In the following, we would like to show you which factors you can use to compare and evaluate charcoal. This will make it easier for you to decide between the different types of charcoal. In summary, these are:
- Barbecue intention
- Burning time
- Smoke development
- Sustainable production
- Size of the charcoal pieces
In the following paragraphs you can read about the individual purchase criteria and how you can classify them.
Which charcoal is more suitable or whether you should rather use briquettes depends on what you want to grill. For meat that needs to cook in your barbecue for a while, it is helpful to use briquettes, as a constant temperature is needed for a long time.
The burning time of charcoal varies from type of wood to type of wood. Quebracho wood or coconut briquettes in particular have a long burning time. However, it is better not to use lignite. Although it has a comparable burning time, its ash contains sulphur and is therefore not suitable for barbecuing.
Of course, you should be aware that every charcoal produces a certain amount of smoke. However, there are also a few differences between the various types of wood. Especially quebracho and beech wood can score with a low smoke development.
Another point that might interest you is the amount of ash that is produced when grilling with the different types of wood. Both when grilling with beech wood and with quebracho charcoal, relatively little ash is produced. However, it is different with charcoal or coconut briquettes. Here, a larger amount of ash is produced during grilling.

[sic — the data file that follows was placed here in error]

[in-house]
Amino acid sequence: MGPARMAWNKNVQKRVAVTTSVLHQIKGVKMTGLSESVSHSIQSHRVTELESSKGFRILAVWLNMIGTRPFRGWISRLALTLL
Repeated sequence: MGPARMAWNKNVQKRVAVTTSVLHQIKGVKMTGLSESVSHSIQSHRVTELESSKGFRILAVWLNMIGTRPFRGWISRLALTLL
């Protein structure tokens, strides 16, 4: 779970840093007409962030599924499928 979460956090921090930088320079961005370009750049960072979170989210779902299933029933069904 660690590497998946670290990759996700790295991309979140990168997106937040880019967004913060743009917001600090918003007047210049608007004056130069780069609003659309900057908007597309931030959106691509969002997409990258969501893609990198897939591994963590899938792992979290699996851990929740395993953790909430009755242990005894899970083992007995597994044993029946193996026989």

If it is important to you where the charcoal is produced and how sustainable its production is, we would like to provide you with some information here. Due to our geographical location in Germany, only beech charcoal can be produced here.
Quebracho wood or coconut palms, which are used for other species, of course do not grow here in Germany. So these are imported products. You should be aware of this when buying.
Size of the charcoal pieces
The size of the charcoal pieces also depends on the occasion for which you want to barbecue. In general, the larger the pieces, the longer it takes for the charcoal to be covered with embers. But of course, the larger pieces burn longer.
When choosing charcoal, you should also pay attention to the size of the pieces. There is a difference between "normal" and restaurant charcoal. Both types of charcoal come from the same production and are only sorted before packaging.
The large pieces are then used for the restaurant charcoal and the small pieces are filled into the smaller bags. Due to the size of the restaurant charcoal pieces, lighting takes a little longer than with normal charcoal and the heat when burning is a little lower. The larger the pieces, the longer the burning time.
The larger the pieces of charcoal, the longer their burning time.
Interesting facts about charcoal
Is charcoal also made in Germany?
In Germany, there are few manufacturers who also produce charcoal themselves. One of them is proFagus. It produces beech charcoal. Untreated wood is charred in special ovens called retorts. This is then first dried until it only has a residual water content of 15-18%.
The wood is then heated in the retorts under exclusion of air. Acids and tars that are produced during the process are directly burnt or extracted in the retort process and further processed. From three tonnes of beech wood, about one tonne of charcoal and two tonnes of by-products (acids, tars) are produced.
Picture source: Pixabay.com / Barni1